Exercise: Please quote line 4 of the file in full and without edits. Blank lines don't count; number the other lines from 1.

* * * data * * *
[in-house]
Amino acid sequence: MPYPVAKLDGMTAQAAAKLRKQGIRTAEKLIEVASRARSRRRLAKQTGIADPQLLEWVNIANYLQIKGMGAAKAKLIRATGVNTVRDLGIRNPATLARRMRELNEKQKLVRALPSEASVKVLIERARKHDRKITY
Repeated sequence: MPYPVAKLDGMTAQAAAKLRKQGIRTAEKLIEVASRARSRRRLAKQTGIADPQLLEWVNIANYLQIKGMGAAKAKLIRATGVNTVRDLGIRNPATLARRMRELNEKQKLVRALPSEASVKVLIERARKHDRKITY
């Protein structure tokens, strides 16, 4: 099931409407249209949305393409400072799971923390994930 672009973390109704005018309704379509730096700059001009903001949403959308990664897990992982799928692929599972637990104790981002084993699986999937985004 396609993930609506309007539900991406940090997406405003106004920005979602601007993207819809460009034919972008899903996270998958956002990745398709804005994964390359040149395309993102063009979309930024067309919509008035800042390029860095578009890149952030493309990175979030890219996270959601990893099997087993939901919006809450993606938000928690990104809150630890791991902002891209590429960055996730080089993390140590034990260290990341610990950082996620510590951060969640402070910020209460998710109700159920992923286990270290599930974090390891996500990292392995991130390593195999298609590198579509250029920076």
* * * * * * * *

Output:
């Protein structure tokens, strides 16, 4: 099931409407249209949305393409400072799971923390994930 672009973390109704005018309704379509730096700059001009903001949403959308990664897990992982799928692929599972637990104790981002084993699986999937985004 396609993930609506309007539900991406940090997406405003106004920005979602601007993207819809460009034919972008899903996270998958956002990745398709804005994964390359040149395309993102063009979309930024067309919509008035800042390029860095578009890149952030493309990175979030890219996270959601990893099997087993939901919006809450993606938000928690990104809150630890791991902002891209590429960055996730080089993390140590034990260290990341610990950082996620510590951060969640402070910020209460998710109700159920992923286990270290599930974090390891996500990292392995991130390593195999298609590198579509250029920076």